Carn Galver Mine lies alongside the B3306 coast road in north Penwith, situated roughly midway between Zennor and St. Just. The pair of engine houses mark the start of arguably the most concentrated area of mines in the county.
The westernmost engine house retains its chimney and used to house a 40-inch pumping engine and seems oddly juxtaposed among the natural surroundings.
The Western Penwith region is much less changed by modern housing developments and infrastructure than the Redruth and Camborne area of the Great Flat Lode mines.
Today we finally managed to find the layby near to the Lanyon Quoit (Neolithic Period) along the Morvah to Madron road in West Penwith. Having driven past many times it is a relief to finally find the right spot! Just a short leap over a stile and you are on the north end of a long barrow, which is not easily seen as it is covered in bracken and grass.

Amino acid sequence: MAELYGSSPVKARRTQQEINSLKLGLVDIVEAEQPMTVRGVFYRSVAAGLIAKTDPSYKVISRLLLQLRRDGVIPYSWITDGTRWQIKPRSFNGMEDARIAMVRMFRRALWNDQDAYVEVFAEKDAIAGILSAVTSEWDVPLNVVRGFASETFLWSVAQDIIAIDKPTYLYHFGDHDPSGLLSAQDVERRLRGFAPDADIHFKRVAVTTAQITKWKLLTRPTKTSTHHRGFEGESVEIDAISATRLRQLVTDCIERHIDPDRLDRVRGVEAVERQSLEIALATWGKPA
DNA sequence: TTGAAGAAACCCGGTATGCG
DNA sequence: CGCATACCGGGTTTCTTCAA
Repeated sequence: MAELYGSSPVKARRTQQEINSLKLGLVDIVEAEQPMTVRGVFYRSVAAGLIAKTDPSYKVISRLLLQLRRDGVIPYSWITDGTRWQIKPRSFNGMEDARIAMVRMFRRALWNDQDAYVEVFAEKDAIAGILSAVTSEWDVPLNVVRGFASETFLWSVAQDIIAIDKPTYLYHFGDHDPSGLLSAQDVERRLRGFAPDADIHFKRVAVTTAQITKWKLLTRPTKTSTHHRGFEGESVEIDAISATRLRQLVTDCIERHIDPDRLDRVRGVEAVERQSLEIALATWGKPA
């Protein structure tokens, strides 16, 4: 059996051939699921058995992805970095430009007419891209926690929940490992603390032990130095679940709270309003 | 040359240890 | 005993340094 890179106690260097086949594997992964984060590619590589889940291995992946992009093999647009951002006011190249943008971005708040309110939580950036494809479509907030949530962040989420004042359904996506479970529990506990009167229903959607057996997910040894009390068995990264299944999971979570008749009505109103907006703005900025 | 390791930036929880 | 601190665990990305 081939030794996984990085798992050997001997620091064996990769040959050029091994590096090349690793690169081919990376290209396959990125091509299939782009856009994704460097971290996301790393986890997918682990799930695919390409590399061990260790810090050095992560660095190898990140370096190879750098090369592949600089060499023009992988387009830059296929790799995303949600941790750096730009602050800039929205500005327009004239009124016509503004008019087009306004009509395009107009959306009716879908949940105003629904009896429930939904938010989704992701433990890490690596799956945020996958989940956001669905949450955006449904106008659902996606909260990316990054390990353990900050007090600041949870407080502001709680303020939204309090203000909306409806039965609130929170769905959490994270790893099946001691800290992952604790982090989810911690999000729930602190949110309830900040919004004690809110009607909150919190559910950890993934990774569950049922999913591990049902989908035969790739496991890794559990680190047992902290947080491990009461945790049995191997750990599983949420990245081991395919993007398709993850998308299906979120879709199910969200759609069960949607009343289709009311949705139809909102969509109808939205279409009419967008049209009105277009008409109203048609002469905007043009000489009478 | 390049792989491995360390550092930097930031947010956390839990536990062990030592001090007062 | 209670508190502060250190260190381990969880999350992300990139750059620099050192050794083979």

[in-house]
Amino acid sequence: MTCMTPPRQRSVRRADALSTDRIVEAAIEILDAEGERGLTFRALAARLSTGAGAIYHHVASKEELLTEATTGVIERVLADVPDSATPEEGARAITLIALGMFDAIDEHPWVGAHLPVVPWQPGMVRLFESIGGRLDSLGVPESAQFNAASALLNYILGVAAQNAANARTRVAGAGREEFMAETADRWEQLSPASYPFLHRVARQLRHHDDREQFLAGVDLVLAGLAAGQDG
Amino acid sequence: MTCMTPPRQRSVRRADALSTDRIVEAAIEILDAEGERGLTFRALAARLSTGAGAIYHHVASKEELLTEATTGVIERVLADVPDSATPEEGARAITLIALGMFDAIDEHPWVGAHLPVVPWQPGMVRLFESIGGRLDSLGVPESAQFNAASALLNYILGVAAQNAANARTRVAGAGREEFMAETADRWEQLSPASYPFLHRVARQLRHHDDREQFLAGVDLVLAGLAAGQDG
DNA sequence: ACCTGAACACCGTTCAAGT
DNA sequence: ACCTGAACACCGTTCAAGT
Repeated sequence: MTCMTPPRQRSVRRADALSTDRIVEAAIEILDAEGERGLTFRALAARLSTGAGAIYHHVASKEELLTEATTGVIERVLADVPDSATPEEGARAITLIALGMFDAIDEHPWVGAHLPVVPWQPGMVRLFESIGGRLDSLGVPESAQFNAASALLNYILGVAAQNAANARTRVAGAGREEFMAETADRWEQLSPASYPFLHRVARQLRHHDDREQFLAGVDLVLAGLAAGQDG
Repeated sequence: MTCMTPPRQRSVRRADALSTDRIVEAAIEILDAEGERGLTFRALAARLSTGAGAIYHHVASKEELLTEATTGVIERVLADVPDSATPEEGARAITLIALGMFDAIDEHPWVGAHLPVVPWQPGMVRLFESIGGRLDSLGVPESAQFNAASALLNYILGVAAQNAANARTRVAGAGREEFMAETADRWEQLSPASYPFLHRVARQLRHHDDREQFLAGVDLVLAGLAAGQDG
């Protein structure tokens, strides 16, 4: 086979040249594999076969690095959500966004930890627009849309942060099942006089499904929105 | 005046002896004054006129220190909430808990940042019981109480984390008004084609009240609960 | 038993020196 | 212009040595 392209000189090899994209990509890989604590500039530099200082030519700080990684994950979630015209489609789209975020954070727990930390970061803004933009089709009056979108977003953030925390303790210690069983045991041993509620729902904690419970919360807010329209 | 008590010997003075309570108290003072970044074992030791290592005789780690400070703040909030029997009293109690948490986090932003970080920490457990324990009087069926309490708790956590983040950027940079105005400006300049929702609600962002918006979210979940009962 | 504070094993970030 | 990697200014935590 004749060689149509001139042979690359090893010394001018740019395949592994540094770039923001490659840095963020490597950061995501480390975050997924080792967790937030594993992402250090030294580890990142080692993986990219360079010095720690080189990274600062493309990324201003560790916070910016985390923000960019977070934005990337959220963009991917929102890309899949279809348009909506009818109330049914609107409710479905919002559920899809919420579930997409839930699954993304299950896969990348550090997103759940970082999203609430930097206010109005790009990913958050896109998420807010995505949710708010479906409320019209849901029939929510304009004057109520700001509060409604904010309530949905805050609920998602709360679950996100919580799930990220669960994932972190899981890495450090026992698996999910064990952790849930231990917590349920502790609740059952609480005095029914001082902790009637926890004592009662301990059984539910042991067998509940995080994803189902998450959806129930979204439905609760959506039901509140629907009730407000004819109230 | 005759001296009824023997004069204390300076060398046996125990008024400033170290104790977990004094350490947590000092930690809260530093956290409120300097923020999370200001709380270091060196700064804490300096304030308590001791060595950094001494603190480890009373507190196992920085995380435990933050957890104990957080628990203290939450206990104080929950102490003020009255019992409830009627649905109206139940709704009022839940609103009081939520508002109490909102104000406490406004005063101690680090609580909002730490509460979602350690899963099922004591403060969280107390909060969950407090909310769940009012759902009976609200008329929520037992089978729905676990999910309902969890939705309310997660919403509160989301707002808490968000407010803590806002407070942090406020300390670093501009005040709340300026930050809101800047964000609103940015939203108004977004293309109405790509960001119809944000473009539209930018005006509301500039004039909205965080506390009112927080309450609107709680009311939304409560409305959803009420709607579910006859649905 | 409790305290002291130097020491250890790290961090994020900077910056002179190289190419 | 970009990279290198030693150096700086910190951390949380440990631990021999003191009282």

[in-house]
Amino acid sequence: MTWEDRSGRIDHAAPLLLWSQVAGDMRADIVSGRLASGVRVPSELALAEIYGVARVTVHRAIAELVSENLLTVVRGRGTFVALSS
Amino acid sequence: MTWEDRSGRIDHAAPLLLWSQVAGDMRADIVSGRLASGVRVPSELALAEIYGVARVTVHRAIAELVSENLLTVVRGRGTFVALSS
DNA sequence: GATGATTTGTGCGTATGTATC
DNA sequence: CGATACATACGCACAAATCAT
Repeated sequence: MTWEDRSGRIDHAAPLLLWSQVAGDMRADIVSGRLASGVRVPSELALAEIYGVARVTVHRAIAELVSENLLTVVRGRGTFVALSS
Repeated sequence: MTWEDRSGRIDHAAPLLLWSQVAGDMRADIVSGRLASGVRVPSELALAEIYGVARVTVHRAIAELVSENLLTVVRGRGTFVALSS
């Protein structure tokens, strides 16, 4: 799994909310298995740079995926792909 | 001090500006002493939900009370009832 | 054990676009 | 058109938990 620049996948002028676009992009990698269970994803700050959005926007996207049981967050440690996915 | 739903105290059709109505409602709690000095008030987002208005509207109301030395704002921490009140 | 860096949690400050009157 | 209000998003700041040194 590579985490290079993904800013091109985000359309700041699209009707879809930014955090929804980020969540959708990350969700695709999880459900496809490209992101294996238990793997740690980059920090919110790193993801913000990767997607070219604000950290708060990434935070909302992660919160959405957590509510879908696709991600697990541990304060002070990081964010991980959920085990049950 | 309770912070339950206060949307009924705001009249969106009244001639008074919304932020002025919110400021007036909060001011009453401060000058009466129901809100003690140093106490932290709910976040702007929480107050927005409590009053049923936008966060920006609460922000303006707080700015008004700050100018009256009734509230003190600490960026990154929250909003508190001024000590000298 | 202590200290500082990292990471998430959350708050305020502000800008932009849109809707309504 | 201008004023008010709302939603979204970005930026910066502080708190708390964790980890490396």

The dolmen* collapsed in a storm in 1815 and was re-erected 9 years later, and as a result the dolmen is now very different from its original appearance.
In the background is a more recent building, the Ding Dong mine. The mines themselves are believed to be the oldest in the UK, going back as far as the prehistoric period.
Near the mine ruins can be found the Bronze Age Nine Maidens Stone Circle, the Men-an-Tol as well as Lanyon Quoit. I do have photos of the Men-an-Tol, but need to go back and get some better ones. And also try to get closer to Ding Dong.
*A dolmen is a type of single-chamber megalithic tomb, usually consisting of two or more vertical megaliths supporting a large flat horizontal capstone (“table”), although there are also more complex variants. Most date from the early Neolithic (4000–3000 BC).
I like the colours in this twisted rope – the colours of Cornwall – with the yellow for the beaches, lichens and daffodil fields; turquoise and cyan for the sea and sky and the natural tones for the granite.